Miami is a city known for its multicultural influences. It is common to encounter a Latin American vibe in all walks of Miami life, from its new and hip restaurants to its art galleries, music, and fashion. Now, the newest Latino influence is found in the purchase and development of commercial real estate. Wealthy individuals and companies headquartered south of the border have been snapping up properties in the Miami area at unprecedented rates for redevelopment and sale.
The internet has become an integral part of business in modern day commerce. For most companies, it is convenient to sell parts and components to purchasers worldwide. But the convenience of on-line selling can come with a downside. In the past, vendors could cultivate a relationship with business owners by setting up meetings or sending out salespeople. Today, however, individuals who make purchases over the internet may have little personal connection to the seller. Consequently, purchasers may feel less duty to pay to their vendors on time when payment is not required up front. In such a case, an old-fashioned breach of contract claim may be the only solution for vendors who have not been paid.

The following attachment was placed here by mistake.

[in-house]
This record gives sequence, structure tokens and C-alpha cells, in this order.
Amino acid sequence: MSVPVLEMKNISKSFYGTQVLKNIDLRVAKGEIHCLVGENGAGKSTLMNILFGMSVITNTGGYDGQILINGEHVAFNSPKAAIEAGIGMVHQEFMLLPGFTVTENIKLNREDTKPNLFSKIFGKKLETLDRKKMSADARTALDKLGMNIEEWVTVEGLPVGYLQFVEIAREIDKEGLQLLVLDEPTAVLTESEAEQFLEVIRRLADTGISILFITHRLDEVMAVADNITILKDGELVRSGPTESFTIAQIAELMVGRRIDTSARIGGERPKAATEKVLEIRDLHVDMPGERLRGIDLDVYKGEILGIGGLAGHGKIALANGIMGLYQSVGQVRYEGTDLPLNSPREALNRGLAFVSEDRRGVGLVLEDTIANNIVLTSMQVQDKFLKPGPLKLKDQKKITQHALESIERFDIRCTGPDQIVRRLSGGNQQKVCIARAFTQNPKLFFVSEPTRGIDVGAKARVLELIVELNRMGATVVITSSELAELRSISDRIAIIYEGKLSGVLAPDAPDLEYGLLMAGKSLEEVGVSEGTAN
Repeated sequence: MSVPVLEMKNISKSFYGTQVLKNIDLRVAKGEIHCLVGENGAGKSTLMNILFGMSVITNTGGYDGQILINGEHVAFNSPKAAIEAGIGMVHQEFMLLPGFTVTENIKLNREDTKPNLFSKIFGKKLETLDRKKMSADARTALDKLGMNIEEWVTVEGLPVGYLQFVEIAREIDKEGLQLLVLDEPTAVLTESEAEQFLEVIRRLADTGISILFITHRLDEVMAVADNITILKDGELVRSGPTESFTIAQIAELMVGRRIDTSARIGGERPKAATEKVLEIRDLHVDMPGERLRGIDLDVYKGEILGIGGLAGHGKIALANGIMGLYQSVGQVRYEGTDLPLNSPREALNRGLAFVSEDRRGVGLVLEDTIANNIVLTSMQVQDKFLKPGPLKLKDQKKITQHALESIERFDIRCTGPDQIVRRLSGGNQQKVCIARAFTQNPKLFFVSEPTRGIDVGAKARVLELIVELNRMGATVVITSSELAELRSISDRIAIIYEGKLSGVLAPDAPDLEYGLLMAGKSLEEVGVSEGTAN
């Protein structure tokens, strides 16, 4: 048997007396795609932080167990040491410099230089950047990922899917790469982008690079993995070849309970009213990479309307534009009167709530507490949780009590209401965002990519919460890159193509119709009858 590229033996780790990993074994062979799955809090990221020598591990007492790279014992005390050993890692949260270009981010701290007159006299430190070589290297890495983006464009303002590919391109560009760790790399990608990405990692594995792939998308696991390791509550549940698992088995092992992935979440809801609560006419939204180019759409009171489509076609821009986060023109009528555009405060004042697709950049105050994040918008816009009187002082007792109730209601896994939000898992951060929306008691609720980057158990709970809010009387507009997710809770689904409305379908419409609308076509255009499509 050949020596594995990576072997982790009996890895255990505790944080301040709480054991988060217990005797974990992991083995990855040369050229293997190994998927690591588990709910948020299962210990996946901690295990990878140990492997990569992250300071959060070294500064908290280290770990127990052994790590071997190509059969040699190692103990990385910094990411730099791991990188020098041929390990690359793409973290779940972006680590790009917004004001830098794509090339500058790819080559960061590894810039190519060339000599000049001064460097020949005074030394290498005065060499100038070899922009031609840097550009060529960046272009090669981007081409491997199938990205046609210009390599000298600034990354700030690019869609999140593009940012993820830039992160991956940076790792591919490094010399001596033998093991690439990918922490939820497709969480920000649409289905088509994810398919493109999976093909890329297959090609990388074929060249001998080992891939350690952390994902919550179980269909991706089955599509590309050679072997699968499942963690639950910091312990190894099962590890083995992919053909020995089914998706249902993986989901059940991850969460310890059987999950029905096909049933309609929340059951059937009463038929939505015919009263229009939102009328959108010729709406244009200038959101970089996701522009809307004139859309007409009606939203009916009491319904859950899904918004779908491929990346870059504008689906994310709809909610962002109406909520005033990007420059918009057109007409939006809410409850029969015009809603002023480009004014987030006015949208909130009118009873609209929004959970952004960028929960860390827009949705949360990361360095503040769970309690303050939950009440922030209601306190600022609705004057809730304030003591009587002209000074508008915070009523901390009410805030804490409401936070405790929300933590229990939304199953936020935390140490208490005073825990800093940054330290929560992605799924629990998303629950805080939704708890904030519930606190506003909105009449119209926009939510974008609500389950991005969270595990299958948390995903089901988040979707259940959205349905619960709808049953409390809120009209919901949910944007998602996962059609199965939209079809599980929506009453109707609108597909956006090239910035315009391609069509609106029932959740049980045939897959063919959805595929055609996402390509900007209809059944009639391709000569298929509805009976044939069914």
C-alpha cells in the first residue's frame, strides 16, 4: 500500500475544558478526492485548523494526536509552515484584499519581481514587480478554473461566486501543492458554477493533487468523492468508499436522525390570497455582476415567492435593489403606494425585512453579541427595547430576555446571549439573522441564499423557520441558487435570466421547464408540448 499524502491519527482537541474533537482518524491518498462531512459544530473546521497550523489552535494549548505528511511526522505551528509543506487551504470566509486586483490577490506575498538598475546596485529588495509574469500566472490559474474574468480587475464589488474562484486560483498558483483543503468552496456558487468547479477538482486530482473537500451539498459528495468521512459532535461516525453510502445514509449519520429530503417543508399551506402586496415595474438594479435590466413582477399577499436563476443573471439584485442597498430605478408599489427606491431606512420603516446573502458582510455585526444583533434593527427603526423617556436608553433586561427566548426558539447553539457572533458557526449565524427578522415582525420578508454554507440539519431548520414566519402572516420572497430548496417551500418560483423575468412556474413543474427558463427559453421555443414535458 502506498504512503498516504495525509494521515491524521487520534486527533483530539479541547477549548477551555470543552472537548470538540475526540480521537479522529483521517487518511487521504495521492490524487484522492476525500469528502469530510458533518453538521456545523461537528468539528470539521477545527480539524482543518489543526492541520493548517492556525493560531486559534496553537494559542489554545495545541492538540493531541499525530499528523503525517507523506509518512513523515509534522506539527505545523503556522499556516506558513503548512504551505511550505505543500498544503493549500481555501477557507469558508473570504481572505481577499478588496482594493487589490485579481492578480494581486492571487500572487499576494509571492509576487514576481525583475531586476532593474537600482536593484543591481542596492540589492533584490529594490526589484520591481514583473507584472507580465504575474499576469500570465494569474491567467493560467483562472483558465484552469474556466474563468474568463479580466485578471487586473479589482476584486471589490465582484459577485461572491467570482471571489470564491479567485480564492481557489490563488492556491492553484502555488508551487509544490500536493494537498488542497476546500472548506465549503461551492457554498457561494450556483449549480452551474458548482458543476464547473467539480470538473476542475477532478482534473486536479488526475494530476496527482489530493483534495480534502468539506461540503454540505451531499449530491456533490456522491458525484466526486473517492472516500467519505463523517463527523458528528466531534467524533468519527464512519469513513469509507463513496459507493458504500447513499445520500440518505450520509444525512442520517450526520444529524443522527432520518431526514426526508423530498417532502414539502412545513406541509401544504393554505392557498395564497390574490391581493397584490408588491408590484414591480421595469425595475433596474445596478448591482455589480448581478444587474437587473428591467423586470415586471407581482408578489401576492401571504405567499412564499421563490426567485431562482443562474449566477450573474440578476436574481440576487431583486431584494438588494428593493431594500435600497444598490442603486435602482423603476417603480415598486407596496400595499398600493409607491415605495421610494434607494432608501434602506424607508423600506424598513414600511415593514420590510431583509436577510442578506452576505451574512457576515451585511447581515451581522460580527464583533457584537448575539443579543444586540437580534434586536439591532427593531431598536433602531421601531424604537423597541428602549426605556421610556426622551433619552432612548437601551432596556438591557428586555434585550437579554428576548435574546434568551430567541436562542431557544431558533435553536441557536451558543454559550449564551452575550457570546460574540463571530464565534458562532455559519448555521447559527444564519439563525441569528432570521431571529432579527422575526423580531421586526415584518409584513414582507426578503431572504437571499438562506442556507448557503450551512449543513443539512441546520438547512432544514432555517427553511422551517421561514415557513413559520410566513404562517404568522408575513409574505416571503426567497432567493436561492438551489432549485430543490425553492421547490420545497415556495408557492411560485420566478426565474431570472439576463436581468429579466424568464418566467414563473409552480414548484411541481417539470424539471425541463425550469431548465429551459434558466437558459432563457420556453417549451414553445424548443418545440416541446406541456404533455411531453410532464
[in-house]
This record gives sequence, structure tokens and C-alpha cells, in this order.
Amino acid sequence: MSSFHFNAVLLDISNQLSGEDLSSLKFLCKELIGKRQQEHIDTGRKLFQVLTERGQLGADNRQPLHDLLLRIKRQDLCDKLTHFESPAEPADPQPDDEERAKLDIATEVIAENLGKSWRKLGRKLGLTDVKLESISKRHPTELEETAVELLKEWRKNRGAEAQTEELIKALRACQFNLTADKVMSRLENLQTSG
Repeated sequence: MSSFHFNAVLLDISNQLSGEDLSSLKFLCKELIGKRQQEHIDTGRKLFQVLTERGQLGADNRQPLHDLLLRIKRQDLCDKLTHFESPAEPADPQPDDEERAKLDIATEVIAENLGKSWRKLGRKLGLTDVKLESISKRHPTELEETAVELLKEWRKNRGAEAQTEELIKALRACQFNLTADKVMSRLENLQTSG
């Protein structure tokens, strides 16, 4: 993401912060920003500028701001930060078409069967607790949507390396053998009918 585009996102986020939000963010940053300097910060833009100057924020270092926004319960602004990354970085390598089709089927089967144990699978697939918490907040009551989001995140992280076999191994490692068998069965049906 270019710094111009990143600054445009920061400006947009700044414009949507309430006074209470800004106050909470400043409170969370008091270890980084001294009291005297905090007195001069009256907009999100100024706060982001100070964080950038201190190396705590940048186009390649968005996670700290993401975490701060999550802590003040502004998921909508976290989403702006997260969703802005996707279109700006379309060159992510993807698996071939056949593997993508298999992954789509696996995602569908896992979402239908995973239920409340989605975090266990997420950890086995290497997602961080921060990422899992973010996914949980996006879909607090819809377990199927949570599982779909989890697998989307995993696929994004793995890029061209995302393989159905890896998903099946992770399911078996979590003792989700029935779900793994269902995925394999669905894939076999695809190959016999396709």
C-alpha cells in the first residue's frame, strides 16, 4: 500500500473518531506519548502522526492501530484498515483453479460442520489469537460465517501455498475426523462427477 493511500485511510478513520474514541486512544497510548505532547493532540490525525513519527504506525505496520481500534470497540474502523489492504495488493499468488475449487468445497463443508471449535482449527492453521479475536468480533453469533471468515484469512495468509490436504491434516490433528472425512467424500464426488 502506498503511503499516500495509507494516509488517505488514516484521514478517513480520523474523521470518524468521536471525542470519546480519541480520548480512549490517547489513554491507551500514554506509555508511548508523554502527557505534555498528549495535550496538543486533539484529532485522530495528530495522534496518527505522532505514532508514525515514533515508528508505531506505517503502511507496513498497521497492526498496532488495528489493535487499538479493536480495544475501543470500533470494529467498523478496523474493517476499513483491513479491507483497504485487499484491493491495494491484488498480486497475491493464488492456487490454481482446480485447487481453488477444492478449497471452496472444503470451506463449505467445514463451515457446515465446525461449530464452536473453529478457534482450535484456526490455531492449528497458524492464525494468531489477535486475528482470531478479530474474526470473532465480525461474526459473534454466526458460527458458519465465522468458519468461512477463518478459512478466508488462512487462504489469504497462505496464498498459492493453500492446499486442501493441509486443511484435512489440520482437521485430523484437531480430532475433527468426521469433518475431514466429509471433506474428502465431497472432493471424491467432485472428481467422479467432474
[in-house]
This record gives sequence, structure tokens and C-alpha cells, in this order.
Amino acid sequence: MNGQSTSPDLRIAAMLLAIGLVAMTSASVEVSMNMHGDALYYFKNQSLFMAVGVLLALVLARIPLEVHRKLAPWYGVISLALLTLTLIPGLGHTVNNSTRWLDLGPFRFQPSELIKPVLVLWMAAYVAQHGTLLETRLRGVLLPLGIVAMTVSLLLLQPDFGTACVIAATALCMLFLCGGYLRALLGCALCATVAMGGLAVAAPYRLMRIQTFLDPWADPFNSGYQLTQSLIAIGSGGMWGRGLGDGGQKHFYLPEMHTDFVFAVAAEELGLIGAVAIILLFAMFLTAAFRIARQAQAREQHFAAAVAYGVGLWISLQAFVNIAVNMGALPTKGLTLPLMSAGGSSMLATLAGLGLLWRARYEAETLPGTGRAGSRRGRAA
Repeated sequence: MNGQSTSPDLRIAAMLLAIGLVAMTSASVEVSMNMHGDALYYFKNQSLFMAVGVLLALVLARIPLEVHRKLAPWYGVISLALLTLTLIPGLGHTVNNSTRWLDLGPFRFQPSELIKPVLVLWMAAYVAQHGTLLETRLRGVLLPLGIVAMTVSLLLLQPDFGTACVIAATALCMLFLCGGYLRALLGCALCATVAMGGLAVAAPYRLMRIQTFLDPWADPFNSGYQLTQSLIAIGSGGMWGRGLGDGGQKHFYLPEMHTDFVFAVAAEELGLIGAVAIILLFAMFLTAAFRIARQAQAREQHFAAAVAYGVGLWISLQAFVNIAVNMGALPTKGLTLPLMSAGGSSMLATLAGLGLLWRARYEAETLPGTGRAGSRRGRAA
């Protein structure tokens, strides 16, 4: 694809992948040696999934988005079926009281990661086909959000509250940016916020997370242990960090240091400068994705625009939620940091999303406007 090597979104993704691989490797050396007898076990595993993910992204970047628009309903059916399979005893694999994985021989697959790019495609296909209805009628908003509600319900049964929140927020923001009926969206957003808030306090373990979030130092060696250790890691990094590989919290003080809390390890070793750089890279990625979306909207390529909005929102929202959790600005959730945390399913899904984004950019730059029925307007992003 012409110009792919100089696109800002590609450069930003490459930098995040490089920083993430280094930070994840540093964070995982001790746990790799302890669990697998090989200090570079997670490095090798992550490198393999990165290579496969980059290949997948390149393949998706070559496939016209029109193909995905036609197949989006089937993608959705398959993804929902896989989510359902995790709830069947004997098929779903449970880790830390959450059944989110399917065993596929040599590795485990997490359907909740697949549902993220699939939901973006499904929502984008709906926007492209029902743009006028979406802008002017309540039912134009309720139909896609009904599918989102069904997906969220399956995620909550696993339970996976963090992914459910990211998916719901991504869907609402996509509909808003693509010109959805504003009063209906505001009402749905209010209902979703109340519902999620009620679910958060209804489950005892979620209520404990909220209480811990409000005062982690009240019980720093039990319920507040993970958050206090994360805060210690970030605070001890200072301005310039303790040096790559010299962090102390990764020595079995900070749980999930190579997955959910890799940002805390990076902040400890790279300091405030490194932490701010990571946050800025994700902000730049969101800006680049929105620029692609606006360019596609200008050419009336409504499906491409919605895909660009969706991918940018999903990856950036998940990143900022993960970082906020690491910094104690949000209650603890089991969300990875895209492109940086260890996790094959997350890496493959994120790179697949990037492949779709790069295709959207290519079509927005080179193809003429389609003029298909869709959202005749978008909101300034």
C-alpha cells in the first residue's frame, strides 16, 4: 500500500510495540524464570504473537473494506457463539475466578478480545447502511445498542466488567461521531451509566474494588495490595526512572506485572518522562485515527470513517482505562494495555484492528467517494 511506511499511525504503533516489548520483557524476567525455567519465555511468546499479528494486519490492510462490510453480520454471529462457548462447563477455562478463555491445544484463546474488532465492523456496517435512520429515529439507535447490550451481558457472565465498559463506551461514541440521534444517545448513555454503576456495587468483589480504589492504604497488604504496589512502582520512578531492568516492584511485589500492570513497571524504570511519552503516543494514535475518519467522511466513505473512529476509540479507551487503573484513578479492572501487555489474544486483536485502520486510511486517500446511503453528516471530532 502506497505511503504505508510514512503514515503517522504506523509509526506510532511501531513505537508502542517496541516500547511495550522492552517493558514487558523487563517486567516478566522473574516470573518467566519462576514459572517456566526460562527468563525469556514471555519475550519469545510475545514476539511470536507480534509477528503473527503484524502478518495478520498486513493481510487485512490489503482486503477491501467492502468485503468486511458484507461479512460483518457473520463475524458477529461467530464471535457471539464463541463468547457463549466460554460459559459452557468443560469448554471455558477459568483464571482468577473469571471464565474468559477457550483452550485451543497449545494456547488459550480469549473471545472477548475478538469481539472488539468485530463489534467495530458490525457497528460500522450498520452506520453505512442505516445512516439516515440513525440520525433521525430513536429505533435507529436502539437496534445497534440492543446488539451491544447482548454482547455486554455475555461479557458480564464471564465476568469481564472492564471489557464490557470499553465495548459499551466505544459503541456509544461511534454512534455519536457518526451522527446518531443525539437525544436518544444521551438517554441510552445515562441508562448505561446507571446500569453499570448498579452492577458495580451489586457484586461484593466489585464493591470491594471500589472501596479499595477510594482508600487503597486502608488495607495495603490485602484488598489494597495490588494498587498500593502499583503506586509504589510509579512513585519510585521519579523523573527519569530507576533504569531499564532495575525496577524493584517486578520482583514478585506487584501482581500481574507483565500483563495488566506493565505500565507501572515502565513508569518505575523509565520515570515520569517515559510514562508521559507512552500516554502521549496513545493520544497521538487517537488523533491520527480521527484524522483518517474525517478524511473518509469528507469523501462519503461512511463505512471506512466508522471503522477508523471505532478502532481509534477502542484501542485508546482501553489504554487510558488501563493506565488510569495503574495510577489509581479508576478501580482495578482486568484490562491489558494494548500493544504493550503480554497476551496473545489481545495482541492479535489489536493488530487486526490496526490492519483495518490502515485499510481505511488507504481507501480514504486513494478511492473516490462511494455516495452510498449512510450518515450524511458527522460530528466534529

When a new subdivision is built by a developer, home purchasers envision finished houses, green lawns and sparkling new swimming pools. Contractors, subcontractors, and material providers are always glad to have the work that a new development brings. Unfortunately, for some new homeowners and contractors north of Vero Beach, their expectation has turned into disappointment. Half built homes, empty lots, and unfinished projects litter the new development. The developer's money woes and legal troubles make it unclear when, or if, the subdivision will ever be completed. To date, substantial construction litigation has been filed by contractors, subcontractors and home buyers.
Contract disputes are common whenever people or companies enter into business agreements. This is true whether the parties are individuals, small businesses, or national players.